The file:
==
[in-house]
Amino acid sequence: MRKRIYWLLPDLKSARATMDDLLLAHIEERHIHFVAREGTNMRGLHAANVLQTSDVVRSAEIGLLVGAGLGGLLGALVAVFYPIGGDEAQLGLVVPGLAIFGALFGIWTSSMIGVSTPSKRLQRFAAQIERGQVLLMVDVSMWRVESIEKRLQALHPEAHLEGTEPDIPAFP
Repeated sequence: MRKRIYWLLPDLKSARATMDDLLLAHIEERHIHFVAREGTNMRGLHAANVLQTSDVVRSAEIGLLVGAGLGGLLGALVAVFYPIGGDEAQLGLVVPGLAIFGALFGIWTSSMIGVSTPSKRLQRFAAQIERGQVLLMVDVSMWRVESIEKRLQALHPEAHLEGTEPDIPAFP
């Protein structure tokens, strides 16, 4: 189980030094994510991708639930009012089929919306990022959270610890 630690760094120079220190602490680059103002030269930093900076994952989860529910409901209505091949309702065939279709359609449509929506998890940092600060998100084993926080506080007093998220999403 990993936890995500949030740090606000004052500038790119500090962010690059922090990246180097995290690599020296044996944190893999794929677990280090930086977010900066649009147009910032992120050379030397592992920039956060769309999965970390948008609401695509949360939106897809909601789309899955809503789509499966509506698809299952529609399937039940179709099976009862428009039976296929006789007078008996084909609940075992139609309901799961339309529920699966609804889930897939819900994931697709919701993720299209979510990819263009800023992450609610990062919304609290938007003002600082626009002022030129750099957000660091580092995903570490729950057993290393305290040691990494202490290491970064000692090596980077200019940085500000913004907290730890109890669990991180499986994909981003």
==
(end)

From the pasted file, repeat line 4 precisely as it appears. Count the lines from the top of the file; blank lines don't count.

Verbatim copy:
């Protein structure tokens, strides 16, 4: 189980030094994510991708639930009012089929919306990022959270610890 630690760094120079220190602490680059103002030269930093900076994952989860529910409901209505091949309702065939279709359609449509929506998890940092600060998100084993926080506080007093998220999403 990993936890995500949030740090606000004052500038790119500090962010690059922090990246180097995290690599020296044996944190893999794929677990280090930086977010900066649009147009910032992120050379030397592992920039956060769309999965970390948008609401695509949360939106897809909601789309899955809503789509499966509506698809299952529609399937039940179709099976009862428009039976296929006789007078008996084909609940075992139609309901799961339309529920699966609804889930897939819900994931697709919701993720299209979510990819263009800023992450609610990062919304609290938007003002600082626009002022030129750099957000660091580092995903570490729950057993290393305290040691990494202490290491970064000692090596980077200019940085500000913004907290730890109890669990991180499986994909981003």